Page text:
India’s Slice becomes unicorn with $220M funding from Tiger Global, Insight Partners and Advent
Rajan Bajaj, founder of fintech Slice, chimed in on a Twitter thread earlier this year and wondered aloud what he needs to do to turn his startup into a unicorn before he turns 30. At just 28, Bajaj has figured it out. I turned 28 few weeks back. I want @sliceit_ to become a Unicorn […]
Rajan Bajaj, founder of fintech Slice, chimed in on a Twitter thread earlier this year and wondered aloud what he needs to do to turn his startup into a unicorn before he turns 30.
At just 28, Bajaj has figured it out.
Tiger Global and Insight Partners co-led the Bangalore-based startup’s Series B round. Private equity firm Advent International’s Sunley House Capital, Moore Strategic Ventures, Anfa, and existing investors Gunosy, Blume Ventures, and 8i also participated in the round.
TechCrunch reported early last month that Tiger Global and Insight Global were in talks to back Slice. A source familiar with the matter told TechCrunch that the round could grow further to $250 million.
Slice has established itself as one of the market leading card-issuing firms in India. The startup offers a number of cards that are aimed at tech-savvy, young professionals in the country. “These users have been on Instagram and Snapchat for years,” said Bajaj in an interview with TechCrunch.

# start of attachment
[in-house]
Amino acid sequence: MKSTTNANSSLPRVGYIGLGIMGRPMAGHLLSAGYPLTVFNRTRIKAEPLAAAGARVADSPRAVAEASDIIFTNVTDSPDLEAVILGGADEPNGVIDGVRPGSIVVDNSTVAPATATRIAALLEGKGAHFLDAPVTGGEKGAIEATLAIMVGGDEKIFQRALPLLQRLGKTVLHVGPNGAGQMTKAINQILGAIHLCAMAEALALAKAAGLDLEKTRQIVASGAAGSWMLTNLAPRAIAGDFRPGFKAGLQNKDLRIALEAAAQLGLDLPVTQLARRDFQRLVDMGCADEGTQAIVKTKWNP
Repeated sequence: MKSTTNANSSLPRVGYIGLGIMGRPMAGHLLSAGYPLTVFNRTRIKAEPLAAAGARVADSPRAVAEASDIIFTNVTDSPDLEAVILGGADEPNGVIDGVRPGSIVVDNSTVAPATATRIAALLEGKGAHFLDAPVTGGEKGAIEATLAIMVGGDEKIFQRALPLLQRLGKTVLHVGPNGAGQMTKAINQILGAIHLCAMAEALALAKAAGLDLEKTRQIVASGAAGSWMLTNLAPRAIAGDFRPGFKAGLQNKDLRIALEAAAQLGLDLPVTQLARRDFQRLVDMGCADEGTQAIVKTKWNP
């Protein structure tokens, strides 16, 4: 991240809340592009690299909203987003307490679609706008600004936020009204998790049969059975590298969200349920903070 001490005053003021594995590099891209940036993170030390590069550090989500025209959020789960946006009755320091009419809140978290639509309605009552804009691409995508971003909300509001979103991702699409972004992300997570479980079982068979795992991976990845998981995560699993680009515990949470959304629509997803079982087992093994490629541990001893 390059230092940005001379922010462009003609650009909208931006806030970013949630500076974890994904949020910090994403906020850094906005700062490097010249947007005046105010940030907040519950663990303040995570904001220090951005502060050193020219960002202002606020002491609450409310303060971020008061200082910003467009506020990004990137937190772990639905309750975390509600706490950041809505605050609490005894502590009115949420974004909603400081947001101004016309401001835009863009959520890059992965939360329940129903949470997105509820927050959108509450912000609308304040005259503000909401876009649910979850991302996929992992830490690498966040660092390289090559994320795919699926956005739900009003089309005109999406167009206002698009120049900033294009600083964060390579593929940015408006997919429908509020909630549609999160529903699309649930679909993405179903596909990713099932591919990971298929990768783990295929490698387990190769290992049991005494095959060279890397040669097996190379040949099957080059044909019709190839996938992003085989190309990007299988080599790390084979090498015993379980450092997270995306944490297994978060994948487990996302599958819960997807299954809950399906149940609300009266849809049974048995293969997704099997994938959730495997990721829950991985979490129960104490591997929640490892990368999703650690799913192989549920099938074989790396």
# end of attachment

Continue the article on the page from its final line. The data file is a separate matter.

“The bar for consumer design is very high for them,” Bajaj said of Slice customers. “We don’t have to educate them on how to navigate the app. It’s intuitive for them. They want simplicity and transparency.” The average age of a Slice customer is 27, which is also about the age of the team at Slice that is building the app, he said.
And it’s a huge market.
Despite nearly a billion Indians having a bank account, only a tiny fraction of this population is covered by the South Asian nation’s young credit rating system. As we have outlined in the past, Indian banks heavily rely on archaic methodologies to determine an individual’s creditworthiness and whether they deserve a credit card. Their conclusion: it’s too risky to give a credit card or even a loan to most Indians.
Slice is tackling this by using its own underwriting system. Such is the confidence it has in its underwriting system that in September this year, it launched a card with $27 limit — an offering that was inspired by a request from a potential customer — to tap into the nation’s 200 million population. Bajaj (pictured above) said the new card is gaining fast traction, but declined to share any figures.
The startup offers its customers a range of features such as the ability to pay the bill in three interest free instalments and access to discounts on purchase with scores of brands. Slice says it is issuing over 200,000 cards each month. With this, it has become the third largest card issuer in India after two banks, according to a person familiar with the matter.
“Slice has built a product that customers love, which we expect will result in continued growth and market share gains,” said Alex Cook, a partner at Tiger Global, in a statement. “We are excited to partner with Rajan and the team as they expand access to credit and deliver best-in-class customer experience.”
On the business front, the startup is clocking an annual revenue runrate of over $60 million, according to the source quoted above. The source requested anonymity as the details are private.
Slice will deploy the fresh funds to expand its product offerings. In the coming months, it plans to launch support for UPI, Bajaj said.
It may also launch some new cards, one of which may be focused on teens, the aforementioned source said.
This is a developing story. More to follow…